The more time you live here, often the more you become cynical about the place, at least to an extent. It is heavy in corruption and getting things done, once you are really trying to do more than be a long-term tourist, can be time-consuming, difficult and frustrating and may never be completed. I'm thinking specifically of a refrigerator that I had that I spent more than 4 months trying to get fixed, finally worked for about a week, and then crapped out again. Or something as simple as getting the handle to the elevator door to our apartment fixed (I live in a building with one apartment per floor), which I am not allowed to touch because it's the building's property and responsibility - it doesn't latch and I catch hell from other building occupants at times simply because while sitting there closed the handle moves into the downward position and the door opens (it's an old elevator). The superintendent of our building can't work on it either (not in his job description, apparently) and the guy they've sent out three times now to fix it "can't find anything wrong with it."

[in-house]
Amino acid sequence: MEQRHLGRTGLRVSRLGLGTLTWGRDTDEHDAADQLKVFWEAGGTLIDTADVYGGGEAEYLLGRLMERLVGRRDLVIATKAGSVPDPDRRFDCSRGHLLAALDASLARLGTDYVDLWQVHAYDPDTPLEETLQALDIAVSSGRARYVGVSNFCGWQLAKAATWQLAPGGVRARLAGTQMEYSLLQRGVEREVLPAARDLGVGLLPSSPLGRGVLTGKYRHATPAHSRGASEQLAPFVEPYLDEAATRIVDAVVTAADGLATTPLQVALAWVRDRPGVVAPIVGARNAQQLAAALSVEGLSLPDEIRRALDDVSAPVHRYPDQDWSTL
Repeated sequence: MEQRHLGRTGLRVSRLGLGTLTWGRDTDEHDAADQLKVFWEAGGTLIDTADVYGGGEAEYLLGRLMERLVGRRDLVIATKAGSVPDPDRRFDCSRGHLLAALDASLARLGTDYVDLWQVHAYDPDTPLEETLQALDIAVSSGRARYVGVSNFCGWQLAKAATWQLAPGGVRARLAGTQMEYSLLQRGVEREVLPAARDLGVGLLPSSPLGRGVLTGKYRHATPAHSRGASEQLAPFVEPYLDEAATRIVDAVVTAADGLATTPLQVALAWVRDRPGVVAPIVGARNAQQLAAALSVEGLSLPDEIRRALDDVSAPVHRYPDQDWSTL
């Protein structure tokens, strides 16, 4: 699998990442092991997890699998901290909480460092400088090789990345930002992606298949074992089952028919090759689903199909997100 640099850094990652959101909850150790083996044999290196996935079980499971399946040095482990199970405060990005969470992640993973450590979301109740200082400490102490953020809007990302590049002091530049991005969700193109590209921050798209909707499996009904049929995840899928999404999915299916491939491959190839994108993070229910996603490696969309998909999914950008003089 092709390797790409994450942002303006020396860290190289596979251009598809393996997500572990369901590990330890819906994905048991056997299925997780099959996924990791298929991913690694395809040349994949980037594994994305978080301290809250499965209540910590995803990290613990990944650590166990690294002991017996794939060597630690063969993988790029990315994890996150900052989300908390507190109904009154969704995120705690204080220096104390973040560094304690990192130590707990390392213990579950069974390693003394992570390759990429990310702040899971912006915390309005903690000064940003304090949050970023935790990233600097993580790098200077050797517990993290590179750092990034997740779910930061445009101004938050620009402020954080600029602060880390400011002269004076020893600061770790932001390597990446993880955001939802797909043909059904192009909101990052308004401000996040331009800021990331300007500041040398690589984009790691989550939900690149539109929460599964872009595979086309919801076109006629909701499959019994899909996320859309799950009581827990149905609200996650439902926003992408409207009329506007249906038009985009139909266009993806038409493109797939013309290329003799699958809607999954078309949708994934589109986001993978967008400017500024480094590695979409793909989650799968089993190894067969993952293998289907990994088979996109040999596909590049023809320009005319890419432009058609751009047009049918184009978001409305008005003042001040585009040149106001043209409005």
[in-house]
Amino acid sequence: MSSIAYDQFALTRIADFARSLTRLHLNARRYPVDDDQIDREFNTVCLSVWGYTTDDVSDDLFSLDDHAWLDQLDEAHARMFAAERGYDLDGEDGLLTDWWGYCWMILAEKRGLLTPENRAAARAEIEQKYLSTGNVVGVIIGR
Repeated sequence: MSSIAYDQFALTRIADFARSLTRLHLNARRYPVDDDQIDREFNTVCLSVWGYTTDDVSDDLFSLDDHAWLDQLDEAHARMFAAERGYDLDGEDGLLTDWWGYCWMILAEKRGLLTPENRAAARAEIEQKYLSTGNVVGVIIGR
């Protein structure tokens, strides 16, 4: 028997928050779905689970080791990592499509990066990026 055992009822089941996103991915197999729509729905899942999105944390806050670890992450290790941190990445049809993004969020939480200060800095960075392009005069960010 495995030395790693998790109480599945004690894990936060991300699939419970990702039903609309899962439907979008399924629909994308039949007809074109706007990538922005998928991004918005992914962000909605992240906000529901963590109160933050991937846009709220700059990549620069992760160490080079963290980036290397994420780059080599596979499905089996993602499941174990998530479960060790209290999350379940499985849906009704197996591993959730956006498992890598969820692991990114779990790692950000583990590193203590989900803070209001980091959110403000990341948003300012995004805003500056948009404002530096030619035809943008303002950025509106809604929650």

A normal question I get asked when an Argentino asks me where I'm from and how long I've lived here - "Why???"

There are some things I like here more than in the States, for sure. As Stargatefix said, I'm not trying to discourage you, but living here long term isn't for the faint of heart when it comes to dealing with everyday issues of money (which seems to be a much lesser issue, as of a couple of days ago), a long term place to live, and particularly finding work here. And especially the latter if you are not a resident and therefore not allowed to work legally - and even if you are a resident, salaries are pitiful for the most part and obviously much more dependent on the value of the peso, inflation, etc.